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Engine Works Blog

Under the hood of Alteryx: tips, tricks and how-tos.
Quasar
Quasar

Thank you for joining us here for the final lap of this short series on the difference between macro types and when to use them. Thus far, we have discussed terminology within Alteryx that we need in order to produce our very own macros. If you haven’t read up on standard or iterative macros, I suggest you take a look at the previous articles to see where we are coming from on some of these terms.

 

When discussing “Batch Macros,” there are two main functions in which I, and most others, utilize them.

  • Batch Macros allow you to push a single set of data against a variety of parameters, one a time, to see separate results.
  • You can utilize the “Control Parameter” to change the functionality of your batch macro based on the use of certain tools.

But first, let’s define some things:

 

Batch: a quantity or consignment of goods produced at one time. To translate this, at this point we sort of understand that we will be throwing data at a tool we have created. We are, instead of applying one set of logic to a full data set, dividing your data up into subsets and applying logic to each.

 

control_parameter.pngControl Parameter: As soon as you drop this on the canvas, the workbook changes itself to a “Batch Macro.” It is the single most important piece of this macro type. The Control Parameter allows you to pass in a list of parameters that will control actions of your macro.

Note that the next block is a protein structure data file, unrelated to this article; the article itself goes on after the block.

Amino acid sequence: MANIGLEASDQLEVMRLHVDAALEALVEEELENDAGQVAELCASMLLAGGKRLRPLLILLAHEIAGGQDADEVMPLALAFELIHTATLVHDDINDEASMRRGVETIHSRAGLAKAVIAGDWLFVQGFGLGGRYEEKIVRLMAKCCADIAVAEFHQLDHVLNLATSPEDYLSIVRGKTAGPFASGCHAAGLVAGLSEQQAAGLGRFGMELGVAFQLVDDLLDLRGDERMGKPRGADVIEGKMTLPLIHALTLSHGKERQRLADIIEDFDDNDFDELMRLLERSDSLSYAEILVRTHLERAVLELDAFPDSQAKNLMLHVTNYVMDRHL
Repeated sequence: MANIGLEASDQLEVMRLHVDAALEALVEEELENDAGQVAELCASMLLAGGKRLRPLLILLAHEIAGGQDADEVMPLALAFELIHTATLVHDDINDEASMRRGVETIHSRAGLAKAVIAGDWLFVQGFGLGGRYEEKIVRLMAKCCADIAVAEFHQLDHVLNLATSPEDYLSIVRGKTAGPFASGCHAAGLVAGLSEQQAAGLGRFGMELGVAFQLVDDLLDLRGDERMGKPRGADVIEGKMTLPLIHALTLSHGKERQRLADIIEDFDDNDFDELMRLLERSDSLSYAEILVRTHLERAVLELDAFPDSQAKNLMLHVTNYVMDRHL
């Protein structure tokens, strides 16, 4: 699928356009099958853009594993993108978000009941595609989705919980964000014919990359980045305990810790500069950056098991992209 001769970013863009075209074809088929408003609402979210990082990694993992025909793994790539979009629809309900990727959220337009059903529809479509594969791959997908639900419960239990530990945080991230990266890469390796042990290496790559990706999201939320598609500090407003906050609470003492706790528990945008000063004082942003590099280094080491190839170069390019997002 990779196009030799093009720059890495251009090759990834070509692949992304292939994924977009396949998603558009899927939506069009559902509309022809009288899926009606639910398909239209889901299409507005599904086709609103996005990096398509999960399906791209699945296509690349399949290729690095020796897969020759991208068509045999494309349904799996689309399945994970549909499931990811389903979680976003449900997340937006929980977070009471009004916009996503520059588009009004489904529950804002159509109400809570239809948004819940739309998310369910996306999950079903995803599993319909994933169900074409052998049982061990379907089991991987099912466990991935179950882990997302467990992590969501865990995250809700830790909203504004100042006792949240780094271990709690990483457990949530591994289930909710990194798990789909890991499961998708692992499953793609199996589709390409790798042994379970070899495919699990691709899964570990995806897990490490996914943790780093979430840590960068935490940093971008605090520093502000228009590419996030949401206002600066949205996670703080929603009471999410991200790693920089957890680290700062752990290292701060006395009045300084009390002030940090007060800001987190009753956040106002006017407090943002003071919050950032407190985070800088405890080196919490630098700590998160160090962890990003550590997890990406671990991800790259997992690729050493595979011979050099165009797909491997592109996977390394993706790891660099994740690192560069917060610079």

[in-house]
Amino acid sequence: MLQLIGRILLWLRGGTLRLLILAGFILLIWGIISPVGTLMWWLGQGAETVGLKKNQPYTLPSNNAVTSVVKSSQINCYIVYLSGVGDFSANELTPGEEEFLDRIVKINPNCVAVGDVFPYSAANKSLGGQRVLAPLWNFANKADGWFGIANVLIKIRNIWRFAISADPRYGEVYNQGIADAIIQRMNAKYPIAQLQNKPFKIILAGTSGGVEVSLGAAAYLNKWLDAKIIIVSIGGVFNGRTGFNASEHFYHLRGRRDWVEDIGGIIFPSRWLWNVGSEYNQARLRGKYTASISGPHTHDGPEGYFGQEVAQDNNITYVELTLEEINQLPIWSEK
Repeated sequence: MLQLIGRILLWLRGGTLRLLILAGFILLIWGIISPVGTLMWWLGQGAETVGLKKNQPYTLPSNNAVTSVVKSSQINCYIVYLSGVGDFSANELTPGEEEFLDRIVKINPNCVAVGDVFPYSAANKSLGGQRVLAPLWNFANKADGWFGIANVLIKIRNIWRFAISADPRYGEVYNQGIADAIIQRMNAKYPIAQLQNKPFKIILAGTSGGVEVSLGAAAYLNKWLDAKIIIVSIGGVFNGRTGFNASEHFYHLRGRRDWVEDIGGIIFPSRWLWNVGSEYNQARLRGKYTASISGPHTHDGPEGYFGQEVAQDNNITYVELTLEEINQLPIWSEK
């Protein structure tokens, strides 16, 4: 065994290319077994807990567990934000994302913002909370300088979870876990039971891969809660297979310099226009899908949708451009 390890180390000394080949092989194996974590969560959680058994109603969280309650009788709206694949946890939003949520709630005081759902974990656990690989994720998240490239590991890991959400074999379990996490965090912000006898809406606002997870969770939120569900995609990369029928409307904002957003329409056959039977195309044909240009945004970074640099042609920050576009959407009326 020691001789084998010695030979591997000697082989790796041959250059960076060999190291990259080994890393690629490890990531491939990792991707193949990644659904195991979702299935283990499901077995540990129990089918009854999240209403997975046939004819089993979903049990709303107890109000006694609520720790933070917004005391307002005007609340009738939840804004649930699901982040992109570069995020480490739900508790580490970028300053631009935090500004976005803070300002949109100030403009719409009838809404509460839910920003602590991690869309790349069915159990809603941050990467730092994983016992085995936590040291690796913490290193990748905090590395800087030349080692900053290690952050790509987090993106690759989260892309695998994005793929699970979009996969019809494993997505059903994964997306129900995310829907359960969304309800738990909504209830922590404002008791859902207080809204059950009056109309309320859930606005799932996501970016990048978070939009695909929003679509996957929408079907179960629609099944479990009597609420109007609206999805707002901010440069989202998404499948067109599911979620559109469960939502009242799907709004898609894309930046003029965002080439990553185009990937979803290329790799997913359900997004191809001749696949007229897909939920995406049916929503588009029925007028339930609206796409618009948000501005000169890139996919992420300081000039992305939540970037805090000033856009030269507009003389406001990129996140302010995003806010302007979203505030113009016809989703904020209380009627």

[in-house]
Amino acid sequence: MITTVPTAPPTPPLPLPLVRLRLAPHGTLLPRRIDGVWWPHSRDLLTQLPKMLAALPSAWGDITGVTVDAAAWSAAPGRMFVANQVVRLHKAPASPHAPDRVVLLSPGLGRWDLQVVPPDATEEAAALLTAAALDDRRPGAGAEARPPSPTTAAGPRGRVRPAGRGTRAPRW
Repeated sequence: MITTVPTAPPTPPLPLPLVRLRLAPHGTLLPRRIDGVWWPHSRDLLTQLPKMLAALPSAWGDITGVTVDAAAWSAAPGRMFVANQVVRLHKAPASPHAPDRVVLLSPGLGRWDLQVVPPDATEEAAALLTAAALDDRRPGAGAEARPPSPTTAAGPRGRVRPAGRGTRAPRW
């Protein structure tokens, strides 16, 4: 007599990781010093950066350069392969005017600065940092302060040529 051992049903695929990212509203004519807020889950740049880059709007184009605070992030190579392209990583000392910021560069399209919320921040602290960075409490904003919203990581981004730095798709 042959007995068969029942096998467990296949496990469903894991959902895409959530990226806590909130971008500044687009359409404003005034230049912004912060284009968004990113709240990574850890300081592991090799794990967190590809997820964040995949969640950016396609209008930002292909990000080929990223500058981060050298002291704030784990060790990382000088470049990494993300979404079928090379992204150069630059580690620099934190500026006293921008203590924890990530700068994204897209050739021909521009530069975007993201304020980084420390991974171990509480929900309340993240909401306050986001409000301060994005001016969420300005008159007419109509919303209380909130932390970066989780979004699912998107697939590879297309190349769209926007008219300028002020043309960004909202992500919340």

Sending Data Through Against Different Parameters

 

The first method that we are going to discuss is using batch macros to push your data against a series of parameters. If we return to our NASCAR analogy, we remember that we have already looked at a car going through a single lap (standard macro) and a car going through the same lap over and over again (iterative macros). So, for this analogy, we are going to think again about a multi-lap race, where you go through a single lap and then on the second lap there is a little bit of water on the track. It’s the same process on the second lap (batch), but there is a little bit of a difference from the first go-around because we have added a new variable/parameter. You can set up your macro to run the situation against any number of parameters and all outcomes will be provided in the output stacked (union) on top of each other. Let’s have a closer look.